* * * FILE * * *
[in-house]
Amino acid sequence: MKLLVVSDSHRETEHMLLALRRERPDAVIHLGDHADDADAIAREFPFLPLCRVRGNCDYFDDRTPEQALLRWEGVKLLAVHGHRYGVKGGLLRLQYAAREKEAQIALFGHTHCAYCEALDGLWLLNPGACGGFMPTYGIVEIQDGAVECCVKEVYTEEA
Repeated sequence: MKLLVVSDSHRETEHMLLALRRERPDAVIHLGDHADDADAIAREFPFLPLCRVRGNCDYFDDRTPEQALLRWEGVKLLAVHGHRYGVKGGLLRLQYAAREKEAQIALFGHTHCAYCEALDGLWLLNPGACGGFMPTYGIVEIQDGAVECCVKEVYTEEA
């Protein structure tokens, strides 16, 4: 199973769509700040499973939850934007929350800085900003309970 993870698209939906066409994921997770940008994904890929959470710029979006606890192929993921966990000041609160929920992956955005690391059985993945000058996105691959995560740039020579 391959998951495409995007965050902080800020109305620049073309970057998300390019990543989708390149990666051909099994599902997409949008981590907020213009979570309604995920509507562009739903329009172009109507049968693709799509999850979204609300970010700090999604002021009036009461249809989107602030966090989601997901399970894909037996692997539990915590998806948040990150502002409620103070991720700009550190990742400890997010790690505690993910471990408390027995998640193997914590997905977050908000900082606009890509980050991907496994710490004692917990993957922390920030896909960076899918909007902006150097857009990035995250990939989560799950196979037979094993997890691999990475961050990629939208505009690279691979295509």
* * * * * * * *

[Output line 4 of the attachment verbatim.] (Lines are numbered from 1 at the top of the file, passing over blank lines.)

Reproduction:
């Protein structure tokens, strides 16, 4: 199973769509700040499973939850934007929350800085900003309970 993870698209939906066409994921997770940008994904890929959470710029979006606890192929993921966990000041609160929920992956955005690391059985993945000058996105691959995560740039020579 391959998951495409995007965050902080800020109305620049073309970057998300390019990543989708390149990666051909099994599902997409949008981590907020213009979570309604995920509507562009739903329009172009109507049968693709799509999850979204609300970010700090999604002021009036009461249809989107602030966090989601997901399970894909037996692997539990915590998806948040990150502002409620103070991720700009550190990742400890997010790690505690993910471990408390027995998640193997914590997905977050908000900082606009890509980050991907496994710490004692917990993957922390920030896909960076899918909007902006150097857009990035995250990939989560799950196979037979094993997890691999990475961050990629939208505009690279691979295509």